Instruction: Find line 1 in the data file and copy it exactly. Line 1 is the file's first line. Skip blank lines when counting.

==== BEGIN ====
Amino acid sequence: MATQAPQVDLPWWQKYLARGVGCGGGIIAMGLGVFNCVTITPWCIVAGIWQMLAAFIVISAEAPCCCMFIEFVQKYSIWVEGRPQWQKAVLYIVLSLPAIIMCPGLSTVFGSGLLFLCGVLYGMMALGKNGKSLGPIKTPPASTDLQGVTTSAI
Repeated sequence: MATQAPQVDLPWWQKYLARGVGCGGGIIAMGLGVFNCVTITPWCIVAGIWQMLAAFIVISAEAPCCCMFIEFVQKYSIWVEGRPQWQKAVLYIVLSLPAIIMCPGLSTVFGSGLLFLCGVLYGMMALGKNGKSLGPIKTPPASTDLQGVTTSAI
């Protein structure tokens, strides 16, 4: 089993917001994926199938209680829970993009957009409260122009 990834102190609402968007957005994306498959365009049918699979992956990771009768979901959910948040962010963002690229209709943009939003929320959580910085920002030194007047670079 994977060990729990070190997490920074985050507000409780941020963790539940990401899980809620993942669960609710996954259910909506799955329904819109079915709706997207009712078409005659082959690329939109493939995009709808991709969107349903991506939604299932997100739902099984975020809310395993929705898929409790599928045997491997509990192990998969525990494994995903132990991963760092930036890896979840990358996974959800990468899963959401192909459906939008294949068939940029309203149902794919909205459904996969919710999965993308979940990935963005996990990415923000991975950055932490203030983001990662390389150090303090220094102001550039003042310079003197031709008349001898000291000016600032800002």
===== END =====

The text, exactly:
Amino acid sequence: MATQAPQVDLPWWQKYLARGVGCGGGIIAMGLGVFNCVTITPWCIVAGIWQMLAAFIVISAEAPCCCMFIEFVQKYSIWVEGRPQWQKAVLYIVLSLPAIIMCPGLSTVFGSGLLFLCGVLYGMMALGKNGKSLGPIKTPPASTDLQGVTTSAI